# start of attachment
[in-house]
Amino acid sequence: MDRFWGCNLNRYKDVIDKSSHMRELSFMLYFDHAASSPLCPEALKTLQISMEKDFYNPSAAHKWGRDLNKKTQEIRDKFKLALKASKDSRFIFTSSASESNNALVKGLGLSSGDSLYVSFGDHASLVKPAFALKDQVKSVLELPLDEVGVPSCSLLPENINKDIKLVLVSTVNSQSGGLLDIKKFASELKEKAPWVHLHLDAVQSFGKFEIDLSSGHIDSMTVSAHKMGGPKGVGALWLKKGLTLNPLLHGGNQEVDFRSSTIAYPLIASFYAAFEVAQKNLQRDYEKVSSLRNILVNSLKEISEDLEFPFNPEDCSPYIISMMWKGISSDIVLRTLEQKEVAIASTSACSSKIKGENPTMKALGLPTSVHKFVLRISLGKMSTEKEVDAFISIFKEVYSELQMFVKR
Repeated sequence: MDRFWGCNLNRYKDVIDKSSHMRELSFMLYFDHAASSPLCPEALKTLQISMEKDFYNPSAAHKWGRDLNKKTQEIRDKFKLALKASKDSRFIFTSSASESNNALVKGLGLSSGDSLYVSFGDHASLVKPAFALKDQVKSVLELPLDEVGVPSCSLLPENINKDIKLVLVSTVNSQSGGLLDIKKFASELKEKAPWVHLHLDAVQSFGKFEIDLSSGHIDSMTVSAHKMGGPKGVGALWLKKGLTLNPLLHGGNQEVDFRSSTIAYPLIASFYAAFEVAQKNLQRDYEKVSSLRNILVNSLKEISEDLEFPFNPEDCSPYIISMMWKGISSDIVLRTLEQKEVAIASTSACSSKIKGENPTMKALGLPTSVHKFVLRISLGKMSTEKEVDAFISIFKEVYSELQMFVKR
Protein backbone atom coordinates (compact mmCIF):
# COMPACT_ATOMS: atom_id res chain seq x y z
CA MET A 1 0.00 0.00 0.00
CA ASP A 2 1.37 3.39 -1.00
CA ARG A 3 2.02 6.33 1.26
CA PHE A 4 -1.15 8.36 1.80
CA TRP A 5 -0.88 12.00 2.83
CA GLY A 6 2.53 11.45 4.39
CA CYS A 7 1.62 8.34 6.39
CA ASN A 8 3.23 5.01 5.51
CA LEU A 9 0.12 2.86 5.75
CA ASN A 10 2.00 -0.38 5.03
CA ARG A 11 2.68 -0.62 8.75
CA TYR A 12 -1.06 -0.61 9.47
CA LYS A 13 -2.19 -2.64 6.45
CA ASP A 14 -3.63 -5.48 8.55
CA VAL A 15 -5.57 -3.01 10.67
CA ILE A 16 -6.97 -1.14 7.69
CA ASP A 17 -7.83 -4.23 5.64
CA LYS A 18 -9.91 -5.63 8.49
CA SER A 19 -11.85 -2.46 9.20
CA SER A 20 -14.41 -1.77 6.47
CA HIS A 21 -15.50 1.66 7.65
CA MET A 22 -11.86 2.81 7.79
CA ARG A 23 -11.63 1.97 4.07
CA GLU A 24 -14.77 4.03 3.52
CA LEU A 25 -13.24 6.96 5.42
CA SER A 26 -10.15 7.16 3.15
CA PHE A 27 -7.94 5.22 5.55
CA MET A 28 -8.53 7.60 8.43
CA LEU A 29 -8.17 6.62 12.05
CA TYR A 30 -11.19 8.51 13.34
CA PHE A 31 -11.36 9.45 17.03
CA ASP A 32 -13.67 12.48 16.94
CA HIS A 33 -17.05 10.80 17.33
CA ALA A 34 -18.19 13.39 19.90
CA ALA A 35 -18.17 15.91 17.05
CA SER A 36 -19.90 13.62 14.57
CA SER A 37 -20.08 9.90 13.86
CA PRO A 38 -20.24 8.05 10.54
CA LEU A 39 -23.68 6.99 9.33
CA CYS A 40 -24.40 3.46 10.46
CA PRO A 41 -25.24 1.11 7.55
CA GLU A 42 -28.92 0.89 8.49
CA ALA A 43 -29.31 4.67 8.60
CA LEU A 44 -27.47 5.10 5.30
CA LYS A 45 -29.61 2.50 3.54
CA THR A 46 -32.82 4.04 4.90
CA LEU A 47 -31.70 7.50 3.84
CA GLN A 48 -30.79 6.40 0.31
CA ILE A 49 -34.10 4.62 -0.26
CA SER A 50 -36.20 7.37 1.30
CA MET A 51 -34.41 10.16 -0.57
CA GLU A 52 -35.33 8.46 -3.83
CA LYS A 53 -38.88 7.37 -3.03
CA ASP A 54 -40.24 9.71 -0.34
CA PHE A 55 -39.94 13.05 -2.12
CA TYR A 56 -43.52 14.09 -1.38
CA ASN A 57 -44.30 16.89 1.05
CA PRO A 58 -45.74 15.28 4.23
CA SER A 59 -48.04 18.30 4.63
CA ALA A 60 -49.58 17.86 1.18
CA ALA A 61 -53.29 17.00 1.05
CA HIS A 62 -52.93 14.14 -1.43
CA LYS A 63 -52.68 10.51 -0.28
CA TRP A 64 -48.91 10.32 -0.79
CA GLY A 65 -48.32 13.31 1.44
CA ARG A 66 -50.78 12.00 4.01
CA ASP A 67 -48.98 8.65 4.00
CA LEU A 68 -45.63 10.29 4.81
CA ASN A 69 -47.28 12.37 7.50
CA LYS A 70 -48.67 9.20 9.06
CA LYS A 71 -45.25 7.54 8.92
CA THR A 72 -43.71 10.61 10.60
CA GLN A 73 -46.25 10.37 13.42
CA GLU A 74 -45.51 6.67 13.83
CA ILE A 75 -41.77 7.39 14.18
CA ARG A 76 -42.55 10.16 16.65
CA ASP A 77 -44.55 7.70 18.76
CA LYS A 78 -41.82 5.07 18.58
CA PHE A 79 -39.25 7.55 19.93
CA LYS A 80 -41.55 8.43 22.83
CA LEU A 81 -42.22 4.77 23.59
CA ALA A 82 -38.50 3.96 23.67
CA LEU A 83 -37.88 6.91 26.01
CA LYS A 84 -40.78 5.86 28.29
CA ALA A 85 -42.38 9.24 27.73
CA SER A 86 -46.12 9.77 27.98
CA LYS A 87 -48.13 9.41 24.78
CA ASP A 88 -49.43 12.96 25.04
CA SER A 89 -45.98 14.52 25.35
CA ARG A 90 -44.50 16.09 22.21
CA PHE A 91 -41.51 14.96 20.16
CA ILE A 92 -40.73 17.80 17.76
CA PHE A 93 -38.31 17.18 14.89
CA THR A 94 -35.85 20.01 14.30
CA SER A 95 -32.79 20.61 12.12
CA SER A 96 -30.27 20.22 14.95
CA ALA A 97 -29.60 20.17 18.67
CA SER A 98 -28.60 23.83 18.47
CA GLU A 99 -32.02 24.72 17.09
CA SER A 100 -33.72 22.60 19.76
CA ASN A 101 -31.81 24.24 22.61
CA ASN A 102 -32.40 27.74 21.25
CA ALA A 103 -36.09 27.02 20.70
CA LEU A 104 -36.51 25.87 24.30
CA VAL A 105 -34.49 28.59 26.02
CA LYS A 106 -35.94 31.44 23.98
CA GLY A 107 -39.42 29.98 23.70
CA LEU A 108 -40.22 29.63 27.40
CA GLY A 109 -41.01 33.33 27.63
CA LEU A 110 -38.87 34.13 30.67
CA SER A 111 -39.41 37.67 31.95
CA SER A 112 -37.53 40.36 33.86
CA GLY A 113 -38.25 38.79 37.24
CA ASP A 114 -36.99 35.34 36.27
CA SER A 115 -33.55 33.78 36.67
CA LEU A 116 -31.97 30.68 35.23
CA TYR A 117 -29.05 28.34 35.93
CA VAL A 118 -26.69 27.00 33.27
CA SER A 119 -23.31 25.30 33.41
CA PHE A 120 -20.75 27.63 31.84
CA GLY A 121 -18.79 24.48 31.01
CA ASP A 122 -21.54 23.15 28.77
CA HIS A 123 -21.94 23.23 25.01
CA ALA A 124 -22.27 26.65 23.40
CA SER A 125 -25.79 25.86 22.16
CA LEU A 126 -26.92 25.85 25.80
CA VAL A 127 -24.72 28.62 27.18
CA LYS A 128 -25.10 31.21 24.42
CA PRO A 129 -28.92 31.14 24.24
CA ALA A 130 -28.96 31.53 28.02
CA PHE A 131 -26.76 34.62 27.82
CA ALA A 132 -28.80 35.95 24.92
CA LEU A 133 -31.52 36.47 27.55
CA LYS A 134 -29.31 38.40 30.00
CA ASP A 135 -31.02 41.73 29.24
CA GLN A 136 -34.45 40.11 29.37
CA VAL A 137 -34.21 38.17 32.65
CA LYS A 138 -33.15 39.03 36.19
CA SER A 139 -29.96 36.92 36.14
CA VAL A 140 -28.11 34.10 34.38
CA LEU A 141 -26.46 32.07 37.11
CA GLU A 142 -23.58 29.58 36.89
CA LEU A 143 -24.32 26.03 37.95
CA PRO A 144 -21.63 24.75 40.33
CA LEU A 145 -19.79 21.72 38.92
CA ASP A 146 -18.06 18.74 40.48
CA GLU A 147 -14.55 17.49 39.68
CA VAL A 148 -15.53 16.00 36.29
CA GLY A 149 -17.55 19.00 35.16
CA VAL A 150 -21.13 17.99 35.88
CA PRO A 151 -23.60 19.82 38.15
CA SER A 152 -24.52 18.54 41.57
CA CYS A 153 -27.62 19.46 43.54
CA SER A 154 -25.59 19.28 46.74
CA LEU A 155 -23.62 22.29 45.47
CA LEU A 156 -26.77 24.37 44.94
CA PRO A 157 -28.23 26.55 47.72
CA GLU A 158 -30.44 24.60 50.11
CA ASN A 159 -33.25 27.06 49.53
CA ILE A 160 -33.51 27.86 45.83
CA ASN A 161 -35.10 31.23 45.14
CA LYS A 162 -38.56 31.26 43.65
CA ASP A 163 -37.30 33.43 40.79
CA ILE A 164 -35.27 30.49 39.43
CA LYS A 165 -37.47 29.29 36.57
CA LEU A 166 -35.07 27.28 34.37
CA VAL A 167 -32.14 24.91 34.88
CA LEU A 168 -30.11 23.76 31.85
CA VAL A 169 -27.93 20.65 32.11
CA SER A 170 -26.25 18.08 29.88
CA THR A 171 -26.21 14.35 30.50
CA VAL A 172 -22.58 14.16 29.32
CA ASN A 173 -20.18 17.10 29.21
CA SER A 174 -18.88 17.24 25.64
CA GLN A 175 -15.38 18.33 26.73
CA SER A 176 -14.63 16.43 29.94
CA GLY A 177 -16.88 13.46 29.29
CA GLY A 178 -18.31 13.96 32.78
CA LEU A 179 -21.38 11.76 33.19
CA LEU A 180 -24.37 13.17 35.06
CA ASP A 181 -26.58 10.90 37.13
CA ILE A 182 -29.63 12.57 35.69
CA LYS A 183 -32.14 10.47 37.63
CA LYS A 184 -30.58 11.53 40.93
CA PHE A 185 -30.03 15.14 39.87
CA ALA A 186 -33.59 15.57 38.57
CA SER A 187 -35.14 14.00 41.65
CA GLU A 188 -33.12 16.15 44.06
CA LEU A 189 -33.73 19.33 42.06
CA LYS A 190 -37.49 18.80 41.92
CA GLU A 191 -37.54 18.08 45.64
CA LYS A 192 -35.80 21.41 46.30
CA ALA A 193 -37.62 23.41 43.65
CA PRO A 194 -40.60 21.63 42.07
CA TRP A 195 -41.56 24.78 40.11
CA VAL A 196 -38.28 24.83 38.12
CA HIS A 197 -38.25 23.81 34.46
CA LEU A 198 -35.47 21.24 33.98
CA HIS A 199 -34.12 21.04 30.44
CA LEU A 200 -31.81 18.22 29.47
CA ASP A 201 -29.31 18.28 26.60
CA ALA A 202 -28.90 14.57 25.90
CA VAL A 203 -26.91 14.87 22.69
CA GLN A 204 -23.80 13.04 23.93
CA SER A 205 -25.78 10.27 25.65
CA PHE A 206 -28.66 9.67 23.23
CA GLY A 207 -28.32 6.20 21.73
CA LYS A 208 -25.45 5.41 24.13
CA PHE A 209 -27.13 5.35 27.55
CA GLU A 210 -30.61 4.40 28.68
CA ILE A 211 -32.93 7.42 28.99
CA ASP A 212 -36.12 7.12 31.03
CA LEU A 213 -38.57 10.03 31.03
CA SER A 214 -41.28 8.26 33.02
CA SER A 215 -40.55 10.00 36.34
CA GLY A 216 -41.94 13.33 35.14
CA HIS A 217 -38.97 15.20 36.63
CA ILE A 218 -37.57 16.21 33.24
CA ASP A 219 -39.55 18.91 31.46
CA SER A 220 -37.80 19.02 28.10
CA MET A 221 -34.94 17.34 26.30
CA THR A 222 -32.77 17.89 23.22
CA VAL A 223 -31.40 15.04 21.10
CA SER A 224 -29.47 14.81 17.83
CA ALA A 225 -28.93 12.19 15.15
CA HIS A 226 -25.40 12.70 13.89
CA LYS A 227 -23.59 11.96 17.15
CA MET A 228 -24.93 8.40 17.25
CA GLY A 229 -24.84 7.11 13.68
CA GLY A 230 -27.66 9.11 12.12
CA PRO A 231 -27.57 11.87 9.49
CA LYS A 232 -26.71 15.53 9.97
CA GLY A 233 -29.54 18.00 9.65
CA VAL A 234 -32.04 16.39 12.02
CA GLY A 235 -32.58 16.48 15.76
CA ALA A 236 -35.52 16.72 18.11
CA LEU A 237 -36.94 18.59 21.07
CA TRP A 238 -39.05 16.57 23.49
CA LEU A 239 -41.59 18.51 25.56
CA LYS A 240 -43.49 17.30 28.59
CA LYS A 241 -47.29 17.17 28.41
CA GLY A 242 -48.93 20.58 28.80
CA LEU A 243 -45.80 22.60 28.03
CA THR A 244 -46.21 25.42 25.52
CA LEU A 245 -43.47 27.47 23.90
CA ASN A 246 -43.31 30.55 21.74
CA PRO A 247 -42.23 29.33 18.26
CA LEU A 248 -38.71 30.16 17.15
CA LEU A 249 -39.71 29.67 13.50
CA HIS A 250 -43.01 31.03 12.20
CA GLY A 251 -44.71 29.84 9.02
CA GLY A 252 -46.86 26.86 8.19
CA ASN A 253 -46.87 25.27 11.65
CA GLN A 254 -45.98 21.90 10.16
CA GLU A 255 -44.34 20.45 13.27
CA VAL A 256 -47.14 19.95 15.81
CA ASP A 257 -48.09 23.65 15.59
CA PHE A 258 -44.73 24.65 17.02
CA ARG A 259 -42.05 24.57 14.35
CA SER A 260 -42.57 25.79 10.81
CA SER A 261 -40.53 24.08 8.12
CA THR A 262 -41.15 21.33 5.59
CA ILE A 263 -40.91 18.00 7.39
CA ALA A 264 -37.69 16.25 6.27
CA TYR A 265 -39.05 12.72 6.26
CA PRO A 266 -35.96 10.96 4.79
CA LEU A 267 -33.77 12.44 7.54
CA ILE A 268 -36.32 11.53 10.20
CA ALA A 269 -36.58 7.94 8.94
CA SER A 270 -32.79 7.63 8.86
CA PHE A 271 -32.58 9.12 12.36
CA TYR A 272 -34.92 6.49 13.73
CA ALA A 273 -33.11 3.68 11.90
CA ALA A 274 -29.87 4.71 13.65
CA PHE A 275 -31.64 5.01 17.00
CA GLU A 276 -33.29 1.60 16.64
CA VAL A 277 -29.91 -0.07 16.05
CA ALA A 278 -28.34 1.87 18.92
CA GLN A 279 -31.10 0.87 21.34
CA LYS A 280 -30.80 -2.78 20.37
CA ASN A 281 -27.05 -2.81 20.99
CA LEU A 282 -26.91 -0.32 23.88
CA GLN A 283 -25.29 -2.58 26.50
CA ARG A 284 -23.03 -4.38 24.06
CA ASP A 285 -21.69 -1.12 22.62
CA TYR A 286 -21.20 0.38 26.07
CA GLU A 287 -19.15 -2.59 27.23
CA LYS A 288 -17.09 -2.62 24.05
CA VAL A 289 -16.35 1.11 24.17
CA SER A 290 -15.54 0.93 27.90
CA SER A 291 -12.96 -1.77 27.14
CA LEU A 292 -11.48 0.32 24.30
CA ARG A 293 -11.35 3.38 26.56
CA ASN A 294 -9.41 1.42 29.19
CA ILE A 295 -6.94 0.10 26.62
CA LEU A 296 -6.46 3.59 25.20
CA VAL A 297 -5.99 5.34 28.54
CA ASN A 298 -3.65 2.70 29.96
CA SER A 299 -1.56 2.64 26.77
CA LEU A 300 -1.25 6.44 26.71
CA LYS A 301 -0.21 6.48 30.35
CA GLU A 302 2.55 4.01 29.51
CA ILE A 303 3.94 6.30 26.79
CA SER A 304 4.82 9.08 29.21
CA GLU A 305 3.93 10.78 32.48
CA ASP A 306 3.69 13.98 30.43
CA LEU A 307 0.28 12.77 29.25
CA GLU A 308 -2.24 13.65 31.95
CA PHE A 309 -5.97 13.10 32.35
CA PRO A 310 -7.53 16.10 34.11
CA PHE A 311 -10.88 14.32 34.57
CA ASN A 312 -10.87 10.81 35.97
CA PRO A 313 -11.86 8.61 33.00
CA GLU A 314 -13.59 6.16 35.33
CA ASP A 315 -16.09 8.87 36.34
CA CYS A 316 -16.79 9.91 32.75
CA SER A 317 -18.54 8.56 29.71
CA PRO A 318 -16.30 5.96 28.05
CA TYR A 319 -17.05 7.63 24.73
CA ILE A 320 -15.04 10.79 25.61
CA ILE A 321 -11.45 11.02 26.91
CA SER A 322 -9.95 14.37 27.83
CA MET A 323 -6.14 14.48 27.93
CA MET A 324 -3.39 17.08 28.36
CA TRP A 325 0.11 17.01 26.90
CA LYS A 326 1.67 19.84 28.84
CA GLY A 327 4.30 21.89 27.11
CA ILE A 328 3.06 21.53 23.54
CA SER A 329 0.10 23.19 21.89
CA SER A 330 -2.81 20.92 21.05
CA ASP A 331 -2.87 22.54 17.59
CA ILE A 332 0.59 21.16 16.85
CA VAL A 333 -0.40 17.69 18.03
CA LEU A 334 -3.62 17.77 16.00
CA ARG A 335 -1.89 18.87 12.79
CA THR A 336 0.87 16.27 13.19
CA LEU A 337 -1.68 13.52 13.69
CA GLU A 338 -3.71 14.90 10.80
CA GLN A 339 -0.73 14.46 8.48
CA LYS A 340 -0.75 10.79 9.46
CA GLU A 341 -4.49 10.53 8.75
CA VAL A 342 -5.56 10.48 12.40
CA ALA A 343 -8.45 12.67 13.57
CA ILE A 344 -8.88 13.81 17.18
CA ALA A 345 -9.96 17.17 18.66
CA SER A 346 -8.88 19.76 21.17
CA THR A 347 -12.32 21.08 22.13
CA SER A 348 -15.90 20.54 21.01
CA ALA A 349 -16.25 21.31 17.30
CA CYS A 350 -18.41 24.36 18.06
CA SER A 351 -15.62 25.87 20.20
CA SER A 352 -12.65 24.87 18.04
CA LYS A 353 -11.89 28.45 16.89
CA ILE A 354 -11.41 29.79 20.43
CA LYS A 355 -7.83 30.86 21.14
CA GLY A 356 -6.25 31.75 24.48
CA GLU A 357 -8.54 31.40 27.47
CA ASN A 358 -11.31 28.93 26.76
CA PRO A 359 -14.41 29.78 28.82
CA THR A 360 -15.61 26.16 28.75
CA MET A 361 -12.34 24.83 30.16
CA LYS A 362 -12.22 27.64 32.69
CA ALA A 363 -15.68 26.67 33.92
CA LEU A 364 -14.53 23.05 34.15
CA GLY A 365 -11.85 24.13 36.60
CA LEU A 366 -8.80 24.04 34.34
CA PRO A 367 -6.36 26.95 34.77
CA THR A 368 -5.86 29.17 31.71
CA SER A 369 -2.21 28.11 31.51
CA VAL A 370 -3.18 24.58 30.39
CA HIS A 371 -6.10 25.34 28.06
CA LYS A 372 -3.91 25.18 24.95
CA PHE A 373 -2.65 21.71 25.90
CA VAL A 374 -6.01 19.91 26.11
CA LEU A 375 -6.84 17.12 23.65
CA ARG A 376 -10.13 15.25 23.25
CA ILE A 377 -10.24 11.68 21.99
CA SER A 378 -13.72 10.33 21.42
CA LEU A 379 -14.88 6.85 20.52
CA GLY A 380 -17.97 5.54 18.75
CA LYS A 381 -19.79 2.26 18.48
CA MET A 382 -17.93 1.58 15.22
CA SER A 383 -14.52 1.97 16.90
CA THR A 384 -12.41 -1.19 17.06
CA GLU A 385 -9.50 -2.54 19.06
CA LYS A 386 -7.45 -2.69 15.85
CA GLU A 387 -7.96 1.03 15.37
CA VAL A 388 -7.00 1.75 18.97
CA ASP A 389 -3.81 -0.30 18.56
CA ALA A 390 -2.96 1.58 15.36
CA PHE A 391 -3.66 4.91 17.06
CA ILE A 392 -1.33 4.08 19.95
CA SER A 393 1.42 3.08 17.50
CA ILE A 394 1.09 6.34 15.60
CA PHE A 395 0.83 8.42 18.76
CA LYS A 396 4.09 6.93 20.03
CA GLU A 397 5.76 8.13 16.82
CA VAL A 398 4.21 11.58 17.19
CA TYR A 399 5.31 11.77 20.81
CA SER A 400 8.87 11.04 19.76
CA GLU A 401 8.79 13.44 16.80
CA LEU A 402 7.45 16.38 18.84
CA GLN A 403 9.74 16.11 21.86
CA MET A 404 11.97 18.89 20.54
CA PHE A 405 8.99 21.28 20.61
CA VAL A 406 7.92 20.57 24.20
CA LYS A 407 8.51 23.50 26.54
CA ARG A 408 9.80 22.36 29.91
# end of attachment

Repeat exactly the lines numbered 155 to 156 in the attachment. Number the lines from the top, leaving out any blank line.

CA VAL A 150 -21.13 17.99 35.88
CA PRO A 151 -23.60 19.82 38.15